U of I Community Mourns Pittsburgh Synagogue Shooting Victims At Vigil
An estimated 200 people turned out at the University of Illinois Main Quad Sunday evening for a vigil in memory of the 11 people murdered, allegedly by a gunman shouting anti-Semitic rhetoric at the Tree of Life Synagogue in Pittsburgh.
The vigil was organized by Jewish students on the Urbana campus. While billed as a candlelight vigil, few candles stayed lit in the stiff wind. But those who gathered on the Anniversary Plaza on the south side of the Illini Union endured the weather to listen and mourn with university officials, and speakers from the Urbana campus’ Jewish community.
Chancellor Robert Jones told the gathering he shared in the anger and horror that they felt, knowing that a synagogue could be a target of such violence. The chancellor added that it brought him even greater sadness to know such violence could have happened in Champaign-Urbana.
“Tonight, our thoughts and prayers must be with Tree Of Life,” said Jones. “But I hope that tomorrow, our focus as a community will be on ending this cycle of hatred, intolerance, anti-Semitism and violence that diminish us all.”
Campus Provost Andreas Cangellaris opened his remarks by stating, “This could have happened here”. But he called on those at the vigil to not let themselves be consumed by despair and fear.
“Remember that loving the stranger is perhaps the best answer we have to hatred,” said Cangellaris.
U of I Police Chief Craig Stone told the vigil participants that his department would remain vigilant to keep the campus safe from violence. His remarks might have been a response to several speakers at the Sunday night vigil, who said they have seen a rise in anti-Semitic incidents in general, including on the U of I Urbana campus.
U of I senior Hayley Nagelberg told the gathering of going to Champaign’s Sinai Temple earlier that day to teach Hebrew and religion classes, and having to explain to her young students why there were police stationed outside the building. And, in remarks that seemed aimed at a specific but unnamed university official, Nagelberg accused the administration of inaction in the face of anti-Semitic incidents that had occurred on the campus over the past two years.
“When the words ‘I hate Jews’ were found carved in the bathroom door on campus, nothing was done,” said Nagelberg. “When the words, ‘No room for Zionists at UIUC’ were shared online, all that came was a statement. When an Israeli flag was burned by a campus leader, you told me it didn’t happen here. And when I showed you that it did happen here, you told me there is a point where these acts cannot stand, but still nothing has been done.”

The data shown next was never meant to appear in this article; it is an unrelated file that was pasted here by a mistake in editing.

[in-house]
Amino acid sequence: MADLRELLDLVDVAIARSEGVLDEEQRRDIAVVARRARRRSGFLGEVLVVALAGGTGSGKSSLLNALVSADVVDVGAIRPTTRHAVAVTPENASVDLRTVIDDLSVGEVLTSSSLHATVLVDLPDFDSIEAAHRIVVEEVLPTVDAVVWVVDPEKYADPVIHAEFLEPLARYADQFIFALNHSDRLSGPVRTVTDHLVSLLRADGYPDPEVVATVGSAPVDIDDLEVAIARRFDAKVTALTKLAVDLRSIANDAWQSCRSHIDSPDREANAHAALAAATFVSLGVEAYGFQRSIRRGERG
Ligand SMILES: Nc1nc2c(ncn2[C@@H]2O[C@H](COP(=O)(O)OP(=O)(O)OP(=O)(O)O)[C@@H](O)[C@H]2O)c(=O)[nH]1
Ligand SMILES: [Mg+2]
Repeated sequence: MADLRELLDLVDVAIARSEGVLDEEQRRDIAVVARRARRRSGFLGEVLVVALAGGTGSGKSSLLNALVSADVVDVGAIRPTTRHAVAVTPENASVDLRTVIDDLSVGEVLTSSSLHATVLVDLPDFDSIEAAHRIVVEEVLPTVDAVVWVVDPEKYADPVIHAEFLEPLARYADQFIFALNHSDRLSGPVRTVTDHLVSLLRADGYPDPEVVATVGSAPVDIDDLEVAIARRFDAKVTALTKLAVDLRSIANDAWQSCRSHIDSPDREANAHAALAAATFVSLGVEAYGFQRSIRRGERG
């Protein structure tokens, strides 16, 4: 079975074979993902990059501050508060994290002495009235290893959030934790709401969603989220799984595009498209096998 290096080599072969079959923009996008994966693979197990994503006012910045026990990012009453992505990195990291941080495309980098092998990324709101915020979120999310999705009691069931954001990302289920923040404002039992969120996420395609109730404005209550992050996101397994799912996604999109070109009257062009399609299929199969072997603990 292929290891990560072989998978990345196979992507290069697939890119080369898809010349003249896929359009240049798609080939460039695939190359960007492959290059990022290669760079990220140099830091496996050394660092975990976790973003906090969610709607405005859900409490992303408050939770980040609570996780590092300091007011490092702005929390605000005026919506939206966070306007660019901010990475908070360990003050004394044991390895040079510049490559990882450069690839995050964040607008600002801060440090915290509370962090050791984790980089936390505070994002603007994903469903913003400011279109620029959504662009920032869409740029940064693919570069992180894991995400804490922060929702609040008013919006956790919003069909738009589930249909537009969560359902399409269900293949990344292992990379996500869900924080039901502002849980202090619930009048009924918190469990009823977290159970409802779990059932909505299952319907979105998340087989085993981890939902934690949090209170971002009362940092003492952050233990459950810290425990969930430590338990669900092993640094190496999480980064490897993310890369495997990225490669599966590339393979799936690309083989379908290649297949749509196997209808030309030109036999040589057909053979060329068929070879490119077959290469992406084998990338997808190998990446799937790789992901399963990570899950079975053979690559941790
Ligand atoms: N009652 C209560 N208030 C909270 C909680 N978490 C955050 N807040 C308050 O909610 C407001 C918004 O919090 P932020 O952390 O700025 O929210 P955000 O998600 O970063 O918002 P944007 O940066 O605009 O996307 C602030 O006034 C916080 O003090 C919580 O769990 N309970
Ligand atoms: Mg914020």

Rabbi Dovid Tiechtel of the Illini Chabad Center For Jewish Life in Champaign told the gathering that strength would come from uniting together in love. After the vigil, Tiechtel explained that while he has also seen an increase in anti-Semitic incidents, he’s been heartened by another increase, in the number of people who push back against such attacks.
“I hear from my grandparents,” said Tiechtel, who describes himself as a first-generation American. “I’d always ask them, how did things happen when they were children, during the Holocaust? And they said that, no one spoke up. I think today, the good news is people ARE speaking up. And we must respond, both here in our campus, in our city and across the world. We have to respond to hate, because we can’t always say it’s someone else’s hate, because it could end up being in our own backyard.”
Max Shapiro, one of the organizers of the vigil, said he has also noticed an uptick in anti-Semitic incidents, and a responding heightening of security.. He said he saw an armed guard stationed at the Chabad center in Washington D.C. during a recent visit.
“It could happen anywhere,” said Shapiro. “It happened in Pittsburgh, it could happen here. And I think we need to take more precautions as well.”
At one point in the vigil, Rabbi Schlomo Schachter, with the campus unit of the Orthodox Union’s Jewish Learning Initiative on Campus (OW-JLIC), recited the Mourner’s Kaddish, with several members of the gathering joining in. While the prayer, written in Aramaic, is traditionally recited for a prescribed period of time following a death, it does not actually mention death, but is focused on praising God.